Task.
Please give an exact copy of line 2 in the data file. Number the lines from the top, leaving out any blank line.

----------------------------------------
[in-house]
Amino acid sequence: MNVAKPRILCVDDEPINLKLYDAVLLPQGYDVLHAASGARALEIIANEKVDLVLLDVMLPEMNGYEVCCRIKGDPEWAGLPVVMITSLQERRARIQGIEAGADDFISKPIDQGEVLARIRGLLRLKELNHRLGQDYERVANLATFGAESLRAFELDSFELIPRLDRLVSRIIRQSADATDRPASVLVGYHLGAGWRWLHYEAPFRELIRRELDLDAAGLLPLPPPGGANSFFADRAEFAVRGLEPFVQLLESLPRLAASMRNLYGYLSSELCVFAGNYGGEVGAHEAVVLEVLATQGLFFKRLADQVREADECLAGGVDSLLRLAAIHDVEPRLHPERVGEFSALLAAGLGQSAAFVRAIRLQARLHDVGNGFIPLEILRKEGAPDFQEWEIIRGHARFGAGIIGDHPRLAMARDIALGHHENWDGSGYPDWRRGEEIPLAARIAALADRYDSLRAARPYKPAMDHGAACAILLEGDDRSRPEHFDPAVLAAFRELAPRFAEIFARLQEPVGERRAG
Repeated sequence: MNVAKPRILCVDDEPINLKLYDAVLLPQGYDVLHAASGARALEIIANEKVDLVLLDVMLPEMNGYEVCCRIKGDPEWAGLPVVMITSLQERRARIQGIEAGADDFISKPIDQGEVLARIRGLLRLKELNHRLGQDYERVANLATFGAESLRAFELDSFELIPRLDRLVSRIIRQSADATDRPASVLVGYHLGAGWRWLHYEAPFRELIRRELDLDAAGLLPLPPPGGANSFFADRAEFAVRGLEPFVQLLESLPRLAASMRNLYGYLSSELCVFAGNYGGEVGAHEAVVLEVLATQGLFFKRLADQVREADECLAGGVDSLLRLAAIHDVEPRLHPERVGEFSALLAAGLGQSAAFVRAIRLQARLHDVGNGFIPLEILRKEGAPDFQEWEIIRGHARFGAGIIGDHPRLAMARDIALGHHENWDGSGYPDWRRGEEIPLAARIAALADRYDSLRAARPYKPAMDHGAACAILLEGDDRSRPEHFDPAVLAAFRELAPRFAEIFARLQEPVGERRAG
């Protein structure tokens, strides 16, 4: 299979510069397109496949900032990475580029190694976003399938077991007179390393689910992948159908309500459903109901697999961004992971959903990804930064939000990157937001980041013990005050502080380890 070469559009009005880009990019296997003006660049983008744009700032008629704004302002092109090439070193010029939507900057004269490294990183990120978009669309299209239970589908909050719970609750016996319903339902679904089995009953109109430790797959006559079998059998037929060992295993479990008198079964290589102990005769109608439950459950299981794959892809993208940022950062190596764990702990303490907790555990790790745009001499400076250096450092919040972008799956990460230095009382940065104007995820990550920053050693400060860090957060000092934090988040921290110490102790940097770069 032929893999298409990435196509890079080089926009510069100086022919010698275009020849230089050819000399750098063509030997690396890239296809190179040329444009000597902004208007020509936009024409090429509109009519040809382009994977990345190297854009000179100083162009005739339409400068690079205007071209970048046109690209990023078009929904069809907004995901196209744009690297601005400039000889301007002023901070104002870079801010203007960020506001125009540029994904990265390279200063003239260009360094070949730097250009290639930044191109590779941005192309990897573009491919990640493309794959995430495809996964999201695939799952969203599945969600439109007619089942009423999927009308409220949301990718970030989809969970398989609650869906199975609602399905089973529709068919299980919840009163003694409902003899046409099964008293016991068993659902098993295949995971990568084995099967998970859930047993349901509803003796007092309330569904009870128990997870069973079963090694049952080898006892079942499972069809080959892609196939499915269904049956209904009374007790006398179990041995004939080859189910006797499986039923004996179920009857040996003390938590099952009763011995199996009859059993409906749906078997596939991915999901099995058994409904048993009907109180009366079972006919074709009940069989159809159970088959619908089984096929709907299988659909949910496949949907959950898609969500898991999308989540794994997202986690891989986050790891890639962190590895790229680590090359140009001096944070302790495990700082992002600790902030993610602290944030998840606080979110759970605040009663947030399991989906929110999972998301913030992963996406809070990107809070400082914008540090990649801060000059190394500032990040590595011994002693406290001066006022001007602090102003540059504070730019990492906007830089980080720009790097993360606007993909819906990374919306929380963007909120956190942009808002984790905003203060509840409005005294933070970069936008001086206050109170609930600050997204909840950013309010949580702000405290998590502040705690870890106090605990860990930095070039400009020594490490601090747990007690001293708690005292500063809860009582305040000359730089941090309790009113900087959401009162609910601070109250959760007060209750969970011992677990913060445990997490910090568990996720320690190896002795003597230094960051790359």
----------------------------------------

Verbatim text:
Amino acid sequence: MNVAKPRILCVDDEPINLKLYDAVLLPQGYDVLHAASGARALEIIANEKVDLVLLDVMLPEMNGYEVCCRIKGDPEWAGLPVVMITSLQERRARIQGIEAGADDFISKPIDQGEVLARIRGLLRLKELNHRLGQDYERVANLATFGAESLRAFELDSFELIPRLDRLVSRIIRQSADATDRPASVLVGYHLGAGWRWLHYEAPFRELIRRELDLDAAGLLPLPPPGGANSFFADRAEFAVRGLEPFVQLLESLPRLAASMRNLYGYLSSELCVFAGNYGGEVGAHEAVVLEVLATQGLFFKRLADQVREADECLAGGVDSLLRLAAIHDVEPRLHPERVGEFSALLAAGLGQSAAFVRAIRLQARLHDVGNGFIPLEILRKEGAPDFQEWEIIRGHARFGAGIIGDHPRLAMARDIALGHHENWDGSGYPDWRRGEEIPLAARIAALADRYDSLRAARPYKPAMDHGAACAILLEGDDRSRPEHFDPAVLAAFRELAPRFAEIFARLQEPVGERRAG